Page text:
New fires in Rohingya village refute Myanmar government claims
Journalists who have toured villages in a crisis-stricken state in Myanmar have reported new fires burning in a village that has been abandoned by Rohingya Muslims, casting further doubt on government claims that the Muslims are burning down their own homes.
About two dozen journalists monitoring the developments in northern Rakhine State on a government-controlled trip reported on Thursday seeing new fires in Gawdu Zara Village.
They also reported seeing pages ripped from Islamic texts that were scattered on the ground. Among the buildings on fire was a school. Cattle and dogs wandered through the remains.
Myanmar’s government has been claiming that the Muslims are responsible for the fires and the destruction. However, the reporters who visited five blackened, obliterated, and deserted villages on Thursday said there had been no Muslims in the village to light any fires.
“They burned their own houses and ran away,” claimed local police officer Aung Kyaw Moe, referring to the Rohingya Muslims.
Buddhist-majority Myanmar refers to Rohingya as immigrants from Bangladesh, even though many Rohingya families have lived in Myanmar for generations.
Thousands of people from the Muslim minority group have already escaped Rakhine to neighboring Bangladesh amid a government crackdown. The burning down of the homes of the Rohingya makes it less likely for them to return.
Earlier, Bangladeshi government sources said Myanmarese forces were laying down mines on a section of the border to prevent the return of the Muslims. But Muslims have been using that path to move in the opposite direction — into Bangladesh — and several explosions have already been heard. A number of civilians, including children, have been reported maimed.
Myanmar’s de facto leader, Aung San Suu Kyi, has dismissed the widespread reports of government and mob violence against the Rohingya as a misinformation campaign.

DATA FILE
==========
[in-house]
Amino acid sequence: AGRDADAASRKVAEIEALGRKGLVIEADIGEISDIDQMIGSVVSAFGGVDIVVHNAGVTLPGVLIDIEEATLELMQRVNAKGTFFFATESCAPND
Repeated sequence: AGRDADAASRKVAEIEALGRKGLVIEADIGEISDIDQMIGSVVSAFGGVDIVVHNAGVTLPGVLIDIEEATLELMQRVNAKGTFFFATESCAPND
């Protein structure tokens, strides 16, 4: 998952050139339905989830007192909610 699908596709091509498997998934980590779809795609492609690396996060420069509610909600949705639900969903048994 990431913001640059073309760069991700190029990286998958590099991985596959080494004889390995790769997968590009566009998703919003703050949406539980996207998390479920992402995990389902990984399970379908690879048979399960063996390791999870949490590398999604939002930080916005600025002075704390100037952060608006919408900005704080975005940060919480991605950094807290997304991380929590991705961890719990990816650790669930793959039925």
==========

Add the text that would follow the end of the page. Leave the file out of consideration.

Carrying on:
Her response to the crisis has sparked calls to have her Nobel Peace Prize taken back.
The crisis response director for Amnesty International has called Suu Kyi’s response to the crisis “unconscionable.”
There have been numerous reports of rape, murder, and arson against the Muslim population in Rakhine since a government siege began on the state late last year.
Prior to that, the Muslims were frequent targets of Buddhist mobs. Tens of thousands of Rohingya were driven from their homes in another wave of violence in 2012.
Death toll may be way higher, says UN
Meanwhile, Yanghee Lee, the United Nations (UN)’s special rapporteur on human rights in Myanmar, has announced that more than 1,000 people may already have been killed in Myanmar’s Rakhine State, most of them Rohingya Muslims.
“Perhaps about a thousand or more are already dead,” the UN official said on Friday. “This might be from both sides but it would be heavily concentrated on the Rohingya population.”
The Myanmarese government says 400 people have died so far.
UN agency says 270k Rohingya have fled
The UN’s refugee agency said some 270,000 Rohingya Muslims have been forced to flee state-sponsored violence in Myanmar and seek refuge in neighboring Bangladesh since August 25.
“An estimated 270,000 refugees arrived in Bangladesh in the last two weeks,” said UNHCR spokeswoman Vivian Tan on Friday.
“They burnt our house and drove us out by shooting. We walked for three days through the jungle,” said one refugee who arrived from Myanmar to Bangladesh in a fishing boat, braving a five-hour voyage through rough seas in the Bay of Bengal with his family.